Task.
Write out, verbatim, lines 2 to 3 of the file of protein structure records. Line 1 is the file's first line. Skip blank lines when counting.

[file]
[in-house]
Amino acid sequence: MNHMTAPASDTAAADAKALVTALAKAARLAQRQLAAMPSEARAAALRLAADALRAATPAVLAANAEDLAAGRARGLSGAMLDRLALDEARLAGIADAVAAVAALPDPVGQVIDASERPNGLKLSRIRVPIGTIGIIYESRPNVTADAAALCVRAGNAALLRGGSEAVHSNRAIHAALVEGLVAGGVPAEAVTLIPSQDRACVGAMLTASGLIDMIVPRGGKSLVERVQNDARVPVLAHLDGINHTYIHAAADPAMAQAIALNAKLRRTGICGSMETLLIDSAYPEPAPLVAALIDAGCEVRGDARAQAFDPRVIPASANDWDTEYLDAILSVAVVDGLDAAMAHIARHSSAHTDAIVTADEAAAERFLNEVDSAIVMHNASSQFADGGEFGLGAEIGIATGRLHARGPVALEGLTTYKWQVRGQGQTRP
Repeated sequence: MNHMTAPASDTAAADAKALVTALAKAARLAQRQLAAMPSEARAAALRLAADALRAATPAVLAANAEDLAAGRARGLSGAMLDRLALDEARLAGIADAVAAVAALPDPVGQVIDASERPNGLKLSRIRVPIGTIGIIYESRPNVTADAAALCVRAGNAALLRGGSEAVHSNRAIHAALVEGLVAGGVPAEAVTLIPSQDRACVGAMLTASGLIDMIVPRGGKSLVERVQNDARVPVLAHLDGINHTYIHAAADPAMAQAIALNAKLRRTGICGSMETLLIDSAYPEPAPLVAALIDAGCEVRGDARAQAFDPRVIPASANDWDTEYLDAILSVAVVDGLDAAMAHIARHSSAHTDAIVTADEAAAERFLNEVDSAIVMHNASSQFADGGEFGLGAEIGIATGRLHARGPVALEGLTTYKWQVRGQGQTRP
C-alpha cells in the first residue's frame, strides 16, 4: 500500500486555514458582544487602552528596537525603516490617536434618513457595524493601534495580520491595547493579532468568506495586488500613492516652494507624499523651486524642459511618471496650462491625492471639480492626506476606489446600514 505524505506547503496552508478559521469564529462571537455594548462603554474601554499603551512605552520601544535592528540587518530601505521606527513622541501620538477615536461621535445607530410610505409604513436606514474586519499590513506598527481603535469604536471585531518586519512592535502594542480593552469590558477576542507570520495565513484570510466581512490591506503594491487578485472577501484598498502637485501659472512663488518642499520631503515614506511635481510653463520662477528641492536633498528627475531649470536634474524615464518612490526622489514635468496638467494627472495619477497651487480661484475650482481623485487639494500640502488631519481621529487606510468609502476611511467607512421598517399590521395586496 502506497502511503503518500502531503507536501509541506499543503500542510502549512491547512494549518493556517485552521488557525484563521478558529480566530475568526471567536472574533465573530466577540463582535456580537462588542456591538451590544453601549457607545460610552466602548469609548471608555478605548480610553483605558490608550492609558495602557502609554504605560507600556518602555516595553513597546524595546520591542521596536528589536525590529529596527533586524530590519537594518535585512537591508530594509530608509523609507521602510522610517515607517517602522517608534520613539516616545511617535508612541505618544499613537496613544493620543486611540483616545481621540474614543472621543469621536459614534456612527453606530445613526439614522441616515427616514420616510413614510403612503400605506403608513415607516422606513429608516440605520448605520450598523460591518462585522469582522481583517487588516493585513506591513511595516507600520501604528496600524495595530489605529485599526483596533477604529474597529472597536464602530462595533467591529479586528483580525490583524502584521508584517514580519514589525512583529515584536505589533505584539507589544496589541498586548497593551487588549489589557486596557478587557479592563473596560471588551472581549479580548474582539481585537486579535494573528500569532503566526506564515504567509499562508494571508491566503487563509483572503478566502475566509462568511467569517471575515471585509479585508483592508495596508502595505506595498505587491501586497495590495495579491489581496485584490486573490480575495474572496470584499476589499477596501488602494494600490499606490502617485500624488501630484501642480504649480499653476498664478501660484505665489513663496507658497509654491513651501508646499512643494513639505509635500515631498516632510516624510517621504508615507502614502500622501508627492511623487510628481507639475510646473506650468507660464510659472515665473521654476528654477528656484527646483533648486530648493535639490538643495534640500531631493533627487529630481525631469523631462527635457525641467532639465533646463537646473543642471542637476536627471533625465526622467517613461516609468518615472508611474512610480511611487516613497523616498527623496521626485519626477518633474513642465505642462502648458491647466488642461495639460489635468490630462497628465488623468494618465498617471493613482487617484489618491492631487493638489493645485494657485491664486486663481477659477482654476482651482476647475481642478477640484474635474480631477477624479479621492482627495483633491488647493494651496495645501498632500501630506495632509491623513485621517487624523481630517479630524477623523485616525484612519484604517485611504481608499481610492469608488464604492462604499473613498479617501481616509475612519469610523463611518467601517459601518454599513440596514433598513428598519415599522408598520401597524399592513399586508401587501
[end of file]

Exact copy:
Amino acid sequence: MNHMTAPASDTAAADAKALVTALAKAARLAQRQLAAMPSEARAAALRLAADALRAATPAVLAANAEDLAAGRARGLSGAMLDRLALDEARLAGIADAVAAVAALPDPVGQVIDASERPNGLKLSRIRVPIGTIGIIYESRPNVTADAAALCVRAGNAALLRGGSEAVHSNRAIHAALVEGLVAGGVPAEAVTLIPSQDRACVGAMLTASGLIDMIVPRGGKSLVERVQNDARVPVLAHLDGINHTYIHAAADPAMAQAIALNAKLRRTGICGSMETLLIDSAYPEPAPLVAALIDAGCEVRGDARAQAFDPRVIPASANDWDTEYLDAILSVAVVDGLDAAMAHIARHSSAHTDAIVTADEAAAERFLNEVDSAIVMHNASSQFADGGEFGLGAEIGIATGRLHARGPVALEGLTTYKWQVRGQGQTRP
Repeated sequence: MNHMTAPASDTAAADAKALVTALAKAARLAQRQLAAMPSEARAAALRLAADALRAATPAVLAANAEDLAAGRARGLSGAMLDRLALDEARLAGIADAVAAVAALPDPVGQVIDASERPNGLKLSRIRVPIGTIGIIYESRPNVTADAAALCVRAGNAALLRGGSEAVHSNRAIHAALVEGLVAGGVPAEAVTLIPSQDRACVGAMLTASGLIDMIVPRGGKSLVERVQNDARVPVLAHLDGINHTYIHAAADPAMAQAIALNAKLRRTGICGSMETLLIDSAYPEPAPLVAALIDAGCEVRGDARAQAFDPRVIPASANDWDTEYLDAILSVAVVDGLDAAMAHIARHSSAHTDAIVTADEAAAERFLNEVDSAIVMHNASSQFADGGEFGLGAEIGIATGRLHARGPVALEGLTTYKWQVRGQGQTRP